Growth over the past 12 months was better than 20%, with much of the new business coming from established brands like AXA, Melco Crown Entertainment, Marriott International, Lego, United Technologies, Audi, and UBS, but perhaps the most exciting development coming from assignments supporting some of the market’s most disruptive companies: Netflix, Alibaba, Tencent, ASOS, and Google among them.
 
The firm’s burgeoning digital capabilities have been at the heart of its success, with digital revenue up by 35% last year. The agency’s i3 methodology starts with insight (there has been a significant investment in data and analytics), proceeds through integration (which means engaging consumers and other stakeholders through a wide range of digital and social content and non-traditional channels), and ends with impact. And the latest innovation is a new platform—Conversation2Commerce—that “harnesses the power of influence to drive brand lift and commerce.” C2C draws upon the integration of paid, owned and shopper media to add scale, measurability and targeting to the firm’s earned media coverage and helps turn conversations into commercial success.
 
The leadership team includes Greater China CEO Faith Brewitt, who previously ran her own China-based consultancy and has 20 years of in-market experience; managing director Daisy Zhu, a 10-year MSL veteran; Luminous managing director Xavier Daurian, who joined last year from Havas; and Dennis Hsu and Terence Yam, who lead the Taiwan and Hong Kong operations respectively.—PH

Ogilvy PR (WPP)

With fee income estimated at almost $150 million, Ogilvy Public Relations is still the number one multinational in the Asia-Pacific region, and Asia is still the number one region for the WPP-owned agency. With 29 offices in 23 cities, the firm has the largest footprint across the region, with its greatest strength in the Greater China market, where it has long been established as the market leader. Ogilvy PR’s Asia-Pacific CEO Scott Kronick has been based in China for more than two decades now, and he is ably supported by China/Hong Kong president Debby Cheung, who has been with the agency for 26 years, and Beijing COO (another 20-year veteran) CP Yang.

The firm’s Greater China offering includes offices in Hong Kong, Taipei, Guangzhou, Shanghai, and Beijing. Revenue increasing at a double-digit rate last year, driven in particular by strong digital, social and ecommerce growth.Notable new business included a major global win of Huawei, along with work from the Chengdu government, Ocean Park Hong Kong, Ikea and Google. The firm’s global China outbound practice, meanwhile, is stronger than most, led by VP Helen Ye.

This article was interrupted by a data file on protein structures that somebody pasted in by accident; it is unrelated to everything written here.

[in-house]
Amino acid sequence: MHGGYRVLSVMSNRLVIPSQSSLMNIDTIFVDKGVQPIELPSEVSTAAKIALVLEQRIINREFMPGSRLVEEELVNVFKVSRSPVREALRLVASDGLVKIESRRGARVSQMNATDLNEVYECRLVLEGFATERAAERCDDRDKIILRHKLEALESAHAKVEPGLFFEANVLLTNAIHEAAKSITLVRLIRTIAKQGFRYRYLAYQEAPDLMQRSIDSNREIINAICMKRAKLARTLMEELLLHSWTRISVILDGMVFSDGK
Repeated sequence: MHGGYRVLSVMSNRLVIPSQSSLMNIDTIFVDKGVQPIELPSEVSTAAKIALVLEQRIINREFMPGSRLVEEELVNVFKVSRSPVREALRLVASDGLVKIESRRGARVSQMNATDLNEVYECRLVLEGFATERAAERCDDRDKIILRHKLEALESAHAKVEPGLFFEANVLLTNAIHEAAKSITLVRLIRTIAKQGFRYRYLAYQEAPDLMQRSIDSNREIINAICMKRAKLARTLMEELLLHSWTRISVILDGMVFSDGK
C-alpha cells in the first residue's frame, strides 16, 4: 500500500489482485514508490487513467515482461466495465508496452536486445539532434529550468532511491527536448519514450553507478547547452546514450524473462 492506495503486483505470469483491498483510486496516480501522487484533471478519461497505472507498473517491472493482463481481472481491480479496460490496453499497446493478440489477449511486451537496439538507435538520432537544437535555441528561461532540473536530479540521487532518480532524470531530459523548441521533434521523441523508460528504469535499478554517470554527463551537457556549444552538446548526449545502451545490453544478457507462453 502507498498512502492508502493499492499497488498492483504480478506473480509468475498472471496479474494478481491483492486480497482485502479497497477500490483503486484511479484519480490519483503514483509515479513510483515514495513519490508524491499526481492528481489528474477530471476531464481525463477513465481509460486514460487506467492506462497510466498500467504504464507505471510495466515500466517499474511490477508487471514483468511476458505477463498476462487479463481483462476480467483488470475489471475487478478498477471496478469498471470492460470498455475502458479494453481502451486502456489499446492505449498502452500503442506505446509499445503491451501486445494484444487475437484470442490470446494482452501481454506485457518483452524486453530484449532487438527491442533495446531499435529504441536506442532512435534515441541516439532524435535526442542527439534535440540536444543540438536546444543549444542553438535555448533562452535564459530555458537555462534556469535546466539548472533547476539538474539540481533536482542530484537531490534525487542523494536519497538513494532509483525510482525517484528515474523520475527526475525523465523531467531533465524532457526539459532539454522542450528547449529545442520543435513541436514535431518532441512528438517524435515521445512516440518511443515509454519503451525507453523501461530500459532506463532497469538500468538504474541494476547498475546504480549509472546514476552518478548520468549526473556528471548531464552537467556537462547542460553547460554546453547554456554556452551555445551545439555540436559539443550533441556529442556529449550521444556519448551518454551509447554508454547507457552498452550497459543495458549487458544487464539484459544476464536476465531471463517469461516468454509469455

The firm is a leader in consumer marketing (in part thanks to a close working relationship with its sister agencies), technology, public affairs, and of course digital and social media. There was eye-catching integrated work for Nestle, along with the Cannes Lions-winning campaign for Visit Britain, “Great Chinese Names for Great Britain”. — AS

Weber Shandwick (Interpublic Group)

Weber Shandwick’s Asia-Pacific growth over the past 18 months has been impressive, and mainland China has been the major driver, with revenues up by 33%. Throw in Hong Kong—a more mature market that has nevertheless been posting strong double-digit growth of its own—and the Greater China market accounts for more than 50 percent of the firm’s revenue in the region.
 
There has been new business from some major brands: GM, Mattel, the Beijing 2022 Olympic Committee, Genzon, Uxin, GSK, Turkish Airlines, UPM, Mido, Tory Burch, IFF, and Anbang Insurance. They join a roster that includes a good balance of Chinese and multinational companies: Shenzhen BYD, Nike, Swatch, Amazon, MasterCard, Nestle, Lenovo, and Master Kong.
 
Some of the underlying trends are interesting. For one thing, the percentage of work from China-based businesses is growing (which also means that China is exporting more business to the rest of the global network). For another, about 50% of the firm’s revenue now comes from marketing rather than PR budgets, a trend that is reflected in the amount of work being done in non-traditional areas ranging from e-commerce to film production to media buying and talent management. Digital assignments are, not surprisingly, up by better than 50%, and sports marketing is another area of activity thanks to a good working relationship with sister agency Octagon.
 
As for Hong Kong, it quietly enjoyed its sixth year of double-digit growth, with new business from Google and ongoing work with Abbott, Audi, AXA, Dubai Tourism, Hong Kong Jockey Club, Invesco, and MasterCard.—PH